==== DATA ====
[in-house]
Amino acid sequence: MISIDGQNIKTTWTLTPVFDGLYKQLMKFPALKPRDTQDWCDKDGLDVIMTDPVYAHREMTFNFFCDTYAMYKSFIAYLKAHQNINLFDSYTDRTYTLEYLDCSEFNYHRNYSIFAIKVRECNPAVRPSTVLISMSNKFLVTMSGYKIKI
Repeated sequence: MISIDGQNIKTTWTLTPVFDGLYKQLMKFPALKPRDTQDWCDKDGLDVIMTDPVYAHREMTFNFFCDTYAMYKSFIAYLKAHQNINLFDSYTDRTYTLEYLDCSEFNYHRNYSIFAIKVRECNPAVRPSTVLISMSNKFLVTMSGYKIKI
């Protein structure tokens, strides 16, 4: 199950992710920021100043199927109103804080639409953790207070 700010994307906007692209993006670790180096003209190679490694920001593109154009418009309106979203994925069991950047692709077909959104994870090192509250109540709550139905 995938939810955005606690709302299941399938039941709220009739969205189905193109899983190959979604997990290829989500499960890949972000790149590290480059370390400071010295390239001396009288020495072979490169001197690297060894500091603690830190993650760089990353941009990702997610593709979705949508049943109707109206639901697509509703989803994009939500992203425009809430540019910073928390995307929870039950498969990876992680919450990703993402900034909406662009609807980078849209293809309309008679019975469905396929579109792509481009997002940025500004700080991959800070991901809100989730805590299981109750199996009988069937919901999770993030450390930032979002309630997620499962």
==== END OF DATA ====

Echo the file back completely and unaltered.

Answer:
[in-house]
Amino acid sequence: MISIDGQNIKTTWTLTPVFDGLYKQLMKFPALKPRDTQDWCDKDGLDVIMTDPVYAHREMTFNFFCDTYAMYKSFIAYLKAHQNINLFDSYTDRTYTLEYLDCSEFNYHRNYSIFAIKVRECNPAVRPSTVLISMSNKFLVTMSGYKIKI
Repeated sequence: MISIDGQNIKTTWTLTPVFDGLYKQLMKFPALKPRDTQDWCDKDGLDVIMTDPVYAHREMTFNFFCDTYAMYKSFIAYLKAHQNINLFDSYTDRTYTLEYLDCSEFNYHRNYSIFAIKVRECNPAVRPSTVLISMSNKFLVTMSGYKIKI
């Protein structure tokens, strides 16, 4: 199950992710920021100043199927109103804080639409953790207070 700010994307906007692209993006670790180096003209190679490694920001593109154009418009309106979203994925069991950047692709077909959104994870090192509250109540709550139905 995938939810955005606690709302299941399938039941709220009739969205189905193109899983190959979604997990290829989500499960890949972000790149590290480059370390400071010295390239001396009288020495072979490169001197690297060894500091603690830190993650760089990353941009990702997610593709979705949508049943109707109206639901697509509703989803994009939500992203425009809430540019910073928390995307929870039950498969990876992680919450990703993402900034909406662009609807980078849209293809309309008679019975469905396929579109792509481009997002940025500004700080991959800070991901809100989730805590299981109750199996009988069937919901999770993030450390930032979002309630997620499962």